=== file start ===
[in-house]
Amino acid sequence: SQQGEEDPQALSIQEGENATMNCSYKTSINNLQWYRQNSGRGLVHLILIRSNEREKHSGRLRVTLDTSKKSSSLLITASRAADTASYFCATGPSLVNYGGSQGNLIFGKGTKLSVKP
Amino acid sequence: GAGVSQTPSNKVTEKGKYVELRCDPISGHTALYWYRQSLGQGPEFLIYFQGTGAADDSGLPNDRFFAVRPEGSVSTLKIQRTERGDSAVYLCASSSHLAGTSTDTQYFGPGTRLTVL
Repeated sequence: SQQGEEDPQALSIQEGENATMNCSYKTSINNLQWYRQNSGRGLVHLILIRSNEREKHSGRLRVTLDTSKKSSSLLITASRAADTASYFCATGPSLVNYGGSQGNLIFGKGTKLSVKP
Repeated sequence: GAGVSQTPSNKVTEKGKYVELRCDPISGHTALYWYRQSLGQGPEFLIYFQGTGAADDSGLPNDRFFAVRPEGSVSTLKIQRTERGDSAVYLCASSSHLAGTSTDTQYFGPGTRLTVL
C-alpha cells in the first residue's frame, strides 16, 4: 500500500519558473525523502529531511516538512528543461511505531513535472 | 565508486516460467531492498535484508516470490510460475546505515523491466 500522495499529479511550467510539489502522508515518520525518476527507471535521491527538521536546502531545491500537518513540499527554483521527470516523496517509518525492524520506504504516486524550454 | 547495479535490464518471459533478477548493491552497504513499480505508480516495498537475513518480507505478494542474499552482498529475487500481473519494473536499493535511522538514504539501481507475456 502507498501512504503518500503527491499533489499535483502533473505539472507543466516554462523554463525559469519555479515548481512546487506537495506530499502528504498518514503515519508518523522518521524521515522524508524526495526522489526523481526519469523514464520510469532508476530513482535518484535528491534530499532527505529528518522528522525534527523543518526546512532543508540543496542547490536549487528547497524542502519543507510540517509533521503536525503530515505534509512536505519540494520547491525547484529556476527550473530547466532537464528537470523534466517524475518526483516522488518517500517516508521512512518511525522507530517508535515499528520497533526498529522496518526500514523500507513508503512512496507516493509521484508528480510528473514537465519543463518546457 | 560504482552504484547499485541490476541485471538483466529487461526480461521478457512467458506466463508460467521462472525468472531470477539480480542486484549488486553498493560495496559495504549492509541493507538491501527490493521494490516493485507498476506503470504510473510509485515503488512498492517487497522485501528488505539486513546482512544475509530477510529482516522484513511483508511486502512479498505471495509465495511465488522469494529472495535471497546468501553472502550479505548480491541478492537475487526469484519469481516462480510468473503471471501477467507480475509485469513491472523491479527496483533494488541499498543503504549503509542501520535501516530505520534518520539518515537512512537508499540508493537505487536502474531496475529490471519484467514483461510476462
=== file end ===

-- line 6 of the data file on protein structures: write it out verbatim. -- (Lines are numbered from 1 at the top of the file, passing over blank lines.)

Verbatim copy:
C-alpha cells in the first residue's frame, strides 16, 4: 500500500519558473525523502529531511516538512528543461511505531513535472 | 565508486516460467531492498535484508516470490510460475546505515523491466 500522495499529479511550467510539489502522508515518520525518476527507471535521491527538521536546502531545491500537518513540499527554483521527470516523496517509518525492524520506504504516486524550454 | 547495479535490464518471459533478477548493491552497504513499480505508480516495498537475513518480507505478494542474499552482498529475487500481473519494473536499493535511522538514504539501481507475456 502507498501512504503518500503527491499533489499535483502533473505539472507543466516554462523554463525559469519555479515548481512546487506537495506530499502528504498518514503515519508518523522518521524521515522524508524526495526522489526523481526519469523514464520510469532508476530513482535518484535528491534530499532527505529528518522528522525534527523543518526546512532543508540543496542547490536549487528547497524542502519543507510540517509533521503536525503530515505534509512536505519540494520547491525547484529556476527550473530547466532537464528537470523534466517524475518526483516522488518517500517516508521512512518511525522507530517508535515499528520497533526498529522496518526500514523500507513508503512512496507516493509521484508528480510528473514537465519543463518546457 | 560504482552504484547499485541490476541485471538483466529487461526480461521478457512467458506466463508460467521462472525468472531470477539480480542486484549488486553498493560495496559495504549492509541493507538491501527490493521494490516493485507498476506503470504510473510509485515503488512498492517487497522485501528488505539486513546482512544475509530477510529482516522484513511483508511486502512479498505471495509465495511465488522469494529472495535471497546468501553472502550479505548480491541478492537475487526469484519469481516462480510468473503471471501477467507480475509485469513491472523491479527496483533494488541499498543503504549503509542501520535501516530505520534518520539518515537512512537508499540508493537505487536502474531496475529490471519484467514483461510476462